Her dog was waiting for us outside and as soon as he saw me, he started to bark aggressively, something I’d never seen him do before. Of course, it was immediately clear to me what was happening. Her dog was a drug-sniffing dog and he could smell the pot all over me. His barks were a way to let my dean know what he’d discovered.

“WOOF! WOOF!” he barked. “She’s high! She’s high!” I knew he was telling her.

When we arrived at the infirmary, my dean lead me inside and told the nurse on duty why we were there. The nurse got out a little black device and instructed me to blow into it on the count of three. I did.

“Hmmmmm,” she said. “Let’s try that again.”

I could barely understand her directions, I was so stoned, and now I was certain that I was giving myself away by screwing up the Breathalyzer test.

I blew again.

The nurse shook her head at my dean.

After one more try, the nurse finally shrugged her shoulders. “She hasn’t been drinking,” she told the dean.

I’d passed. And just like that, I was sent on my way.

It was almost time for the sleepover, so I walked over to the Student Activity Center. I was exhausted and all I wanted was my own bed, but I didn’t see how I could get out of this commitment now, since no one was expecting me back at my dorm. I looked around and realized none of my best friends were there. And even worse: that I wasn’t friends with a single other soul in attendance.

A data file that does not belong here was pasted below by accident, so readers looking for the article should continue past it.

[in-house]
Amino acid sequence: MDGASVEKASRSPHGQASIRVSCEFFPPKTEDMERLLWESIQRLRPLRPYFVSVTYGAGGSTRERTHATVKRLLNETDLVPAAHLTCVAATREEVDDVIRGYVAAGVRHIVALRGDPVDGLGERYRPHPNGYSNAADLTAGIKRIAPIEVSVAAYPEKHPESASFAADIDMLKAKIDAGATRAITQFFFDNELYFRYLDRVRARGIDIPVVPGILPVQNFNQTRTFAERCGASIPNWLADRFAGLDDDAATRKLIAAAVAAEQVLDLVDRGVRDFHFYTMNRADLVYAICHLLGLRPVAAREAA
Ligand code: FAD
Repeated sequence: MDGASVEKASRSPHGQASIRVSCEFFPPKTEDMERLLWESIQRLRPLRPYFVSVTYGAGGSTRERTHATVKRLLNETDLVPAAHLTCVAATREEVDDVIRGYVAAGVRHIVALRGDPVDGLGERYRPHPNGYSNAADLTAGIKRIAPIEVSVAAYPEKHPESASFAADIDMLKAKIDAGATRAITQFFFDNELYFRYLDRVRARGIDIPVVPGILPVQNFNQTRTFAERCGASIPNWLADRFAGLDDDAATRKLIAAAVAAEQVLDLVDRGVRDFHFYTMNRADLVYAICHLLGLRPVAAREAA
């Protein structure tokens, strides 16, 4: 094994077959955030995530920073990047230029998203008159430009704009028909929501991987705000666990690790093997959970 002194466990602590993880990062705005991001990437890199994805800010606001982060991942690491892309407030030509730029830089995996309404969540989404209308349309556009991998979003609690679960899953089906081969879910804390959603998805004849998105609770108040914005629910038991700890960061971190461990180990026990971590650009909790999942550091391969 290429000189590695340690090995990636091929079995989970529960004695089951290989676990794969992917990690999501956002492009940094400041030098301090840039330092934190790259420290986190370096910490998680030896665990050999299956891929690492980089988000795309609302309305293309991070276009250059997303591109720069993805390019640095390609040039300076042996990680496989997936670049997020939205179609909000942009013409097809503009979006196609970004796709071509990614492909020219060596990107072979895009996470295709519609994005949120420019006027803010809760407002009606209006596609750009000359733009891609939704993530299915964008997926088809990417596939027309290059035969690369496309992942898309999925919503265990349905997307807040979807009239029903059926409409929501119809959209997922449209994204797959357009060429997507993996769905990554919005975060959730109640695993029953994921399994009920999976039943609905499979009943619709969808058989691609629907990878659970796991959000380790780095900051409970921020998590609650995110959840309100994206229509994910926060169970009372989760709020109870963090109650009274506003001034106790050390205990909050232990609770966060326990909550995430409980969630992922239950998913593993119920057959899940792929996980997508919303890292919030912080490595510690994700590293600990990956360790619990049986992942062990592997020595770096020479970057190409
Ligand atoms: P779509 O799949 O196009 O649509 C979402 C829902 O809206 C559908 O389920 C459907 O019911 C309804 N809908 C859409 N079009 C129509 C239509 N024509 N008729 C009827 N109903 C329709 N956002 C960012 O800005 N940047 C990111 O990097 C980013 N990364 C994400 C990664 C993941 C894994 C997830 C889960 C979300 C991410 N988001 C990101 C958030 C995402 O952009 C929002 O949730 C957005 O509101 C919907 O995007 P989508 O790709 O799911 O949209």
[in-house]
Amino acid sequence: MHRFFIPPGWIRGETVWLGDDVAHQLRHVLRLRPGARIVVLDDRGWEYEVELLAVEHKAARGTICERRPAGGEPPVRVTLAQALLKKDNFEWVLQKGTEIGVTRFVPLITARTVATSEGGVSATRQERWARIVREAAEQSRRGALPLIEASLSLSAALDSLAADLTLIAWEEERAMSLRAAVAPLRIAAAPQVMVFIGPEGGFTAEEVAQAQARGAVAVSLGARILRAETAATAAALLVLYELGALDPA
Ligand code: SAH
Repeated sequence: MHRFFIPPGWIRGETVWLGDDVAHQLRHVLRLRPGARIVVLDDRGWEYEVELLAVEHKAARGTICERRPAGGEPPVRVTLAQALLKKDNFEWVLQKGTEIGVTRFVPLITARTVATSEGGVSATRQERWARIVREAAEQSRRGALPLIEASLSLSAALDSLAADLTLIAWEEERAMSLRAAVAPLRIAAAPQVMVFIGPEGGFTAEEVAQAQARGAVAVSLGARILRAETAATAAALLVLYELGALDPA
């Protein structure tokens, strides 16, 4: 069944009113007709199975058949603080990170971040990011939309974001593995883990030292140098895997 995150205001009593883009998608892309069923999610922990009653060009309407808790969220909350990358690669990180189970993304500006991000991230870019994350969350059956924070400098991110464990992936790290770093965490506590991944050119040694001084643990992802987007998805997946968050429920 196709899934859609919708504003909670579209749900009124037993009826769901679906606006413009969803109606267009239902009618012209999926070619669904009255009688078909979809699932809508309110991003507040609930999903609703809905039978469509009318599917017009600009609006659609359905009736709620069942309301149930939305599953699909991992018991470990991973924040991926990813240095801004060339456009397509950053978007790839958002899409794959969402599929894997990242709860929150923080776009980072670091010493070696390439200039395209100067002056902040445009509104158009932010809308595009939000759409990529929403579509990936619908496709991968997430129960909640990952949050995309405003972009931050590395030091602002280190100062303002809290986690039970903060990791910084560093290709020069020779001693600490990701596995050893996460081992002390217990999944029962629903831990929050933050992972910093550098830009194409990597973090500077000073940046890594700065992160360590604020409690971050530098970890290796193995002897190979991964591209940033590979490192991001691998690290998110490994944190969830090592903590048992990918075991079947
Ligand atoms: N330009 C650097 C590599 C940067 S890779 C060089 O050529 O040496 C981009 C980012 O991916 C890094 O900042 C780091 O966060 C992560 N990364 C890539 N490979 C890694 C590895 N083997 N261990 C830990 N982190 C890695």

I wandered around alone, paranoid, worried and miserable. I made my way into the bathroom and stared at my face in the mirror before splashing it with water. All I wanted was to leave, but I was too stoned to figure out a way to make that happen.

Luckily, I had my best friends for that. 

A few minutes before check-in, my best friends showed up at the S.A.C. “You have to come with us,” they said, out of breath from having run all the way there.

“With you where?” 

“The Dean knows you smoked pot. If you get to the infirmary and turn yourself into Crisis Intervention before she finds you, that’s the only way you won’t get kicked out.”

Crisis Intervention is what it sounds like: a program for students who might be in a life-threatening situation involving alcohol or drugs, but who might refuse medical help because of the fear of being kicked out. It was definitely NOT for stoned people, but at that point, it was my only option.

The infimary looked slightly less daunting in the daylight.

I followed my friends out of the S.A.C. and across the field to the infirmary. “I don’t understand how she found out,” I said right before we arrived.

One of my friends knocked on the door of the infirmary. “We told her,” she said.

I didn’t have time to react because the nurse opened up the door. “How can I help you?” 

“She’s here for Crisis Intervention,” one of my friends said. “She smoked pot.”

“That has to come from her,” the nurse said.

I took a deep breath. “I smoked pot,” I said. “I need Crisis Intervention.”

The nurse brought me inside the infirmary and I watched my friends head back toward our dorm as the door shut. The nurse took my vitals and then put me in a bed with crisp, clean sheets. I was passed out within seconds.